Where do we begin? Saturday’s UFC 229 was supposed to have been remembered as a fantastic evening of combat sports action, highlighted by the Lightweight title contest won by Khabib Nurmagomedov (fourth-round submission.)

Yet, here we are, just barely removed from the card, and our focus of discussion is sadly on what happened after Nurmagomedov submitted Conor McGregor.

Our focus of discussion is not on the incredible entrance made by McGregor, with layers of fog covering the mat as he walked out, nor is it on the X-rated response by Derrick Lewis in his post-fight interview with Joe Rogan on Saturday night.

Our focus of discussion is on the disgusting brawl that took place after the main event wrapped Saturday night.

For the benefit of those of you who did not watch the fight, let’s explained what happened.

After Nurmagomedov successfully defended his belt, the fracas ensued.  The champion jumped over the cage and began attacking Bellator Middleweight Dillon Danis, a teammate of McGregor’s,  followed by an all-out brawl.

In a post-fight interview with Megan Olivi on FS1, Dana White confirmed that three of Nurmagomedov’s teammates had already been taken under arrest and had gone to jail.

Due to the brawl after the title fight, Dana White made the decision against presenting the belt to Nurmagomedov in the cage, fearing an even worse reaction from the crowd at T-Mobile Arena.

Both fighters were removed from the cage by security and Bruce Buffer announced Nurmagomedov as the winner solo.

This is, quite simply, a black eye for not only UFC and MMA, but combat sports as a whole. We all know MMA is a violent sport by nature, but MMA’s violence should be confined to the realm of competitive violence.

There is no denying that Dana White’s decision to not present the belt to Khabib Nurmagomedov was the right call. Now, it’s time for him to make another correct decision.

Dana White should make the decision to strip the Lightweight title from Khabib Nurmagomedov. In my opinion, anyone who engages in or provokes that kind of reprehensible, thuggish behavior is 100 percent unfit to hold the title.

Jim Rome said it best with this tweet:

White told reporters at the post-fight press conference that Nurmagomedov’s purse from Saturday’s main event has already been withheld by the Nevada State Athletic Commission

In addition, White also informed the press of the possibility of a suspension and monetary fines for the champion, as well as problems with securing a visa.

Should there be a suspension for Nurmagomedov? Should the forfeiture of his title should come along with it?

Sadly, these kinds of actions at sporting events are nothing new.

In 2001, an NFL game was held in Cleveland between the Browns and Jacksonville Jaguars. After Browns receiver Quincy Morgan caught a pass from quarterback Tim Couch, the offense scurried to the line of scrimmage and Couch spiked the ball, thus killing any possibility of a booth-initiated review (as this play occurred inside two minutes left in regulation.)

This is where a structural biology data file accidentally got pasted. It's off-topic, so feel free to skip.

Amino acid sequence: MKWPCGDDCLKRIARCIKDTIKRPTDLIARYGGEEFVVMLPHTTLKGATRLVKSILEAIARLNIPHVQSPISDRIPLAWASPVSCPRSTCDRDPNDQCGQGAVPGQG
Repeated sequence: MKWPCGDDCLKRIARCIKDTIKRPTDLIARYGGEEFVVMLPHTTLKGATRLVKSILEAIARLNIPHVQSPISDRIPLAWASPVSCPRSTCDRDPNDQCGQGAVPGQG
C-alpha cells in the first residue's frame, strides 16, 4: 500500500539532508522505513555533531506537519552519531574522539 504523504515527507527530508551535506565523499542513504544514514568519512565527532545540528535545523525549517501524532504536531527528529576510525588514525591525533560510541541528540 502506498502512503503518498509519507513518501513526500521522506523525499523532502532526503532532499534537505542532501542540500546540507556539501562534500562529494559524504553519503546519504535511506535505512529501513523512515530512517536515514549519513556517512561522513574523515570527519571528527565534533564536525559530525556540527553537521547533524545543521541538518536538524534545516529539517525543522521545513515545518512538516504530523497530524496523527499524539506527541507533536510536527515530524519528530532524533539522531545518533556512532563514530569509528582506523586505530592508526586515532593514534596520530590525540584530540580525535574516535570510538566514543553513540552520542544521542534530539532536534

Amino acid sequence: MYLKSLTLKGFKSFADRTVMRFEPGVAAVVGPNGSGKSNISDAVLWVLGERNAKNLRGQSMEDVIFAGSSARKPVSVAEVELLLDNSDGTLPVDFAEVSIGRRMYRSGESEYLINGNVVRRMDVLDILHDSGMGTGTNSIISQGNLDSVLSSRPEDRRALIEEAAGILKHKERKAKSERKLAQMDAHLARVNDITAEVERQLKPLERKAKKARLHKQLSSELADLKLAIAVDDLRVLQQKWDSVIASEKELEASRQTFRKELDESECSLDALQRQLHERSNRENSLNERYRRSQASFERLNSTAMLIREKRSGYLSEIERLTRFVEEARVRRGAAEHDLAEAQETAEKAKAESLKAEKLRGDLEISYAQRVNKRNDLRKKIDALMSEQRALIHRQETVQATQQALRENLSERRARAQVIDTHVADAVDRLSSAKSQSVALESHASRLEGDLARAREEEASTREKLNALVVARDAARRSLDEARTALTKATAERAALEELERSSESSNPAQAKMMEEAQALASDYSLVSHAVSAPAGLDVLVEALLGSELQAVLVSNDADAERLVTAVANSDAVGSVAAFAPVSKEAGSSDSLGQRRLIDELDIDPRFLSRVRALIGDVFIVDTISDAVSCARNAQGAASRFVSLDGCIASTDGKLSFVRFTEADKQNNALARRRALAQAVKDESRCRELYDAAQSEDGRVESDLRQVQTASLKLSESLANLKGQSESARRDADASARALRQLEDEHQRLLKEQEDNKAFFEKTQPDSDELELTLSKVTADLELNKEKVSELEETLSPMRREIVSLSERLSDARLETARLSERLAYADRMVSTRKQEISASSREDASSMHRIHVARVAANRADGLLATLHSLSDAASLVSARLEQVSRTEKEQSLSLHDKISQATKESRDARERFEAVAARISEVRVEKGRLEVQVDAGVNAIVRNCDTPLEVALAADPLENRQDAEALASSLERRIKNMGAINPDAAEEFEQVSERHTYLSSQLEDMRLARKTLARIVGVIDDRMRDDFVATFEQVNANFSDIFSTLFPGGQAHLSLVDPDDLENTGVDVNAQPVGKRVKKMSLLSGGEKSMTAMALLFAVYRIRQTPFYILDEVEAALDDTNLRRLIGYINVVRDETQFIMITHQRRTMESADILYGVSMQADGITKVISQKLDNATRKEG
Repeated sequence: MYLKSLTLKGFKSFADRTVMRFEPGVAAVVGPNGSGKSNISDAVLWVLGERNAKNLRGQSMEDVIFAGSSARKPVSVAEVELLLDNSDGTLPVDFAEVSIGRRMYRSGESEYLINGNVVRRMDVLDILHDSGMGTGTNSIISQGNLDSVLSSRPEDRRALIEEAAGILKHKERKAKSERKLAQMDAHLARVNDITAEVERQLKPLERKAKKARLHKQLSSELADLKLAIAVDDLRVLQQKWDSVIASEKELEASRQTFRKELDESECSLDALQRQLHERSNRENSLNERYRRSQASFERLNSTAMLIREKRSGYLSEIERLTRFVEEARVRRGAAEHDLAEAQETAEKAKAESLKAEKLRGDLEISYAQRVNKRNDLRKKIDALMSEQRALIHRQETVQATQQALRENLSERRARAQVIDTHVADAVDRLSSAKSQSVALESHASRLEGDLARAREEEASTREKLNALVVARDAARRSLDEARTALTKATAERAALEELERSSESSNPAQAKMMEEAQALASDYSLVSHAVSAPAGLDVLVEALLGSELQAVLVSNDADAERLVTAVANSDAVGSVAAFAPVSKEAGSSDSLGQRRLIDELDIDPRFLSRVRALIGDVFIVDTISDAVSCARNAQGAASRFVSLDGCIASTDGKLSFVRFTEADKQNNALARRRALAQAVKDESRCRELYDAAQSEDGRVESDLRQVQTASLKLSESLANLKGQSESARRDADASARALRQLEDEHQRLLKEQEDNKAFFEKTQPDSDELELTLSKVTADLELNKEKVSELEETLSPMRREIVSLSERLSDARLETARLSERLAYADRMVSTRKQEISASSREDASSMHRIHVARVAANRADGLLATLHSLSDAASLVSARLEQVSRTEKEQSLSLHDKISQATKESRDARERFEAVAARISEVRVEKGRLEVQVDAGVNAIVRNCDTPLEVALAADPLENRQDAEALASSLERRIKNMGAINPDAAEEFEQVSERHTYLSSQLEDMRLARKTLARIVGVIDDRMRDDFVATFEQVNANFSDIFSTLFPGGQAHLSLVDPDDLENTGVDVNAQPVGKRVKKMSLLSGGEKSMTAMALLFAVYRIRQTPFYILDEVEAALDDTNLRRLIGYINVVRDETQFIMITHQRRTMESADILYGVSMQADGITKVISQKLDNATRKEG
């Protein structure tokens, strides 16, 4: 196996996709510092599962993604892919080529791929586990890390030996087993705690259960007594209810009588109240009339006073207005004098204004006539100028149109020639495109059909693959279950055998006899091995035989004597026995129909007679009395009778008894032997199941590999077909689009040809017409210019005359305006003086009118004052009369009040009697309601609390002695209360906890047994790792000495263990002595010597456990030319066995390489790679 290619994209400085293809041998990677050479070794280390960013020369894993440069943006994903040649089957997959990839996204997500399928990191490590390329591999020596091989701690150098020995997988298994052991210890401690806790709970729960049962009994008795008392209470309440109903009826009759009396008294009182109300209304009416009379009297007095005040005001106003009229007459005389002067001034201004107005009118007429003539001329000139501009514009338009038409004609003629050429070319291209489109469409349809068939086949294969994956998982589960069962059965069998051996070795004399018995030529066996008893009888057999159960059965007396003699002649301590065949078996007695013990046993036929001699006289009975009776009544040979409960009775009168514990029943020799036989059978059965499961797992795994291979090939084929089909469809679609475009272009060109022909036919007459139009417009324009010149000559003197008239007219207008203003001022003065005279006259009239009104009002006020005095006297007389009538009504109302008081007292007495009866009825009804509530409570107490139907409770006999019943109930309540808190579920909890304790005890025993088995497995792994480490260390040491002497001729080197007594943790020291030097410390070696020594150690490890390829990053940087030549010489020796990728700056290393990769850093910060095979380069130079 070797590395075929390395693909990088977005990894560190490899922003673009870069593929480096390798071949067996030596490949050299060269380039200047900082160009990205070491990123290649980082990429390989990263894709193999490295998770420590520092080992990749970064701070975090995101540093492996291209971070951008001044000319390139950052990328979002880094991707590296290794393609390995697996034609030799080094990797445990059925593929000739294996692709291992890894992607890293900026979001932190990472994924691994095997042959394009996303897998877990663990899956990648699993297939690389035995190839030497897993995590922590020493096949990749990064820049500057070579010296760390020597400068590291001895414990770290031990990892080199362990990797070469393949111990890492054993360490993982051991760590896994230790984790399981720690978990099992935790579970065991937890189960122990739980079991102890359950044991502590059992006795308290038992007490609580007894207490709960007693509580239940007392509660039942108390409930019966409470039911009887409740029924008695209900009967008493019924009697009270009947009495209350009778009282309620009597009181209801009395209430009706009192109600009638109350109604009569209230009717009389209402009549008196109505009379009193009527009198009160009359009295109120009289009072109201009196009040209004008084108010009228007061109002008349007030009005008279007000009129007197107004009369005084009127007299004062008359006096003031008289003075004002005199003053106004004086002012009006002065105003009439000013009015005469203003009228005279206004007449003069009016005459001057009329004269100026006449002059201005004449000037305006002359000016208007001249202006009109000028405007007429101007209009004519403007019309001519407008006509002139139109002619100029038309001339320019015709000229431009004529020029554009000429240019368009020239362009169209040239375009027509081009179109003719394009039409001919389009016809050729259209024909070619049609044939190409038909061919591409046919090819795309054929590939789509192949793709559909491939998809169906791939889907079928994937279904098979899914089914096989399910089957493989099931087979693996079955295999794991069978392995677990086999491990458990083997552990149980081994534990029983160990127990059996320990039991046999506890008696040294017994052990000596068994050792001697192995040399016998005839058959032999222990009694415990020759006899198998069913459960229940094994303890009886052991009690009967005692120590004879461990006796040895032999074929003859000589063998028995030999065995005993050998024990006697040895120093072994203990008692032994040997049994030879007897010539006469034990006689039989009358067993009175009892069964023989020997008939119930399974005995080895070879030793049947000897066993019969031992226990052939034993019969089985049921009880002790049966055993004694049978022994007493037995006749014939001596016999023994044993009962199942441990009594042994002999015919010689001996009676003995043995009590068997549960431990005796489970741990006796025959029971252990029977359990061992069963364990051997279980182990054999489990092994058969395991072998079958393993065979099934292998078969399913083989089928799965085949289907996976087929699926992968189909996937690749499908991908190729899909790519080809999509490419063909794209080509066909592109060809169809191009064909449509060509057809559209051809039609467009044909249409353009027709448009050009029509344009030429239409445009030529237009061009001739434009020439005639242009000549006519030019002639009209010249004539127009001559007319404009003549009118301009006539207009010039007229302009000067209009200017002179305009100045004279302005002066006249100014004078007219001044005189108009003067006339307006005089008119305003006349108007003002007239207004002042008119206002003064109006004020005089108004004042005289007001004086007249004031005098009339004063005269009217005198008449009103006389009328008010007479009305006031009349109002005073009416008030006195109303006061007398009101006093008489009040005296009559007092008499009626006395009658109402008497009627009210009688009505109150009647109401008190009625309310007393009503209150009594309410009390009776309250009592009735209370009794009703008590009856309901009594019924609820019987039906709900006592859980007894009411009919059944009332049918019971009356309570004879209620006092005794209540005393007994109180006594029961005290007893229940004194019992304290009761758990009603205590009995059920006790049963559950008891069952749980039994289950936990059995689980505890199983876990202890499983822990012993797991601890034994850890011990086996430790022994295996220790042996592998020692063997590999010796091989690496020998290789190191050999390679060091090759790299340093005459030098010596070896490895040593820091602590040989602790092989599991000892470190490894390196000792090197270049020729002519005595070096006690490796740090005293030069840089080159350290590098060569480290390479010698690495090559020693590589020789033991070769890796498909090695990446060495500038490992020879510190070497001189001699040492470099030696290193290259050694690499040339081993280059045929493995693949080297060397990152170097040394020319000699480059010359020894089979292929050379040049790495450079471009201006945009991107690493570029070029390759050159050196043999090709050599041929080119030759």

The officiating crew still called for a review and reversed the decision, prompting the rowdy fanbase to hurl beer bottles.

The game was initially called off with 48 seconds left until then-NFL commissioner Paul Tagliabue ordered the remaining time to be played, with Jacksonville winning 15-10.

On Nov. 19, 2004, the Indiana Pacers and Detroit Pistons squared off in an early NBA regular season contest, a rematch of the previous season’s Eastern Conference Finals. With 45.9 seconds remaining in the game and Indiana already leading by 15 points, Detroit center Ben Wallace got fouled by Ron Artest, leading to a donnybrook and the game’s premature end.

The video speaks for itself:

 

The common thread with the examples here is that they were uncalled for, just as the fracas at UFC 229 was uncalled for.

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Author Details
Content Creator at Armchair MMA , The Armchair All-Americans, LLC.
My name is Drew Zuhosky and I’m the MMA writer here at Armchair All-Americans. I’ve been an MMA fan for the better part of the last decade and I always make time to watch the fights. Whether it’s a Saturday night pay-per-view, an online exclusive, or a cable broadcast, there’s one certainty: Somewhere in my house, the TV will be on and I’ll be yelling at it. I sincerely hope that you will enjoy my articles on MMA. I pledge to you that my articles will be knockouts, not judges’ decisions. (Everybody hates judges’ decisions, anyway because there’s a chance for the element of human error involved in the outcome.) In any event, please check back to see what I have for you in terms of MMA material. Let’s get going.
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Content Creator at Armchair MMA , The Armchair All-Americans, LLC.
My name is Drew Zuhosky and I’m the MMA writer here at Armchair All-Americans. I’ve been an MMA fan for the better part of the last decade and I always make time to watch the fights. Whether it’s a Saturday night pay-per-view, an online exclusive, or a cable broadcast, there’s one certainty: Somewhere in my house, the TV will be on and I’ll be yelling at it. I sincerely hope that you will enjoy my articles on MMA. I pledge to you that my articles will be knockouts, not judges’ decisions. (Everybody hates judges’ decisions, anyway because there’s a chance for the element of human error involved in the outcome.) In any event, please check back to see what I have for you in terms of MMA material. Let’s get going.
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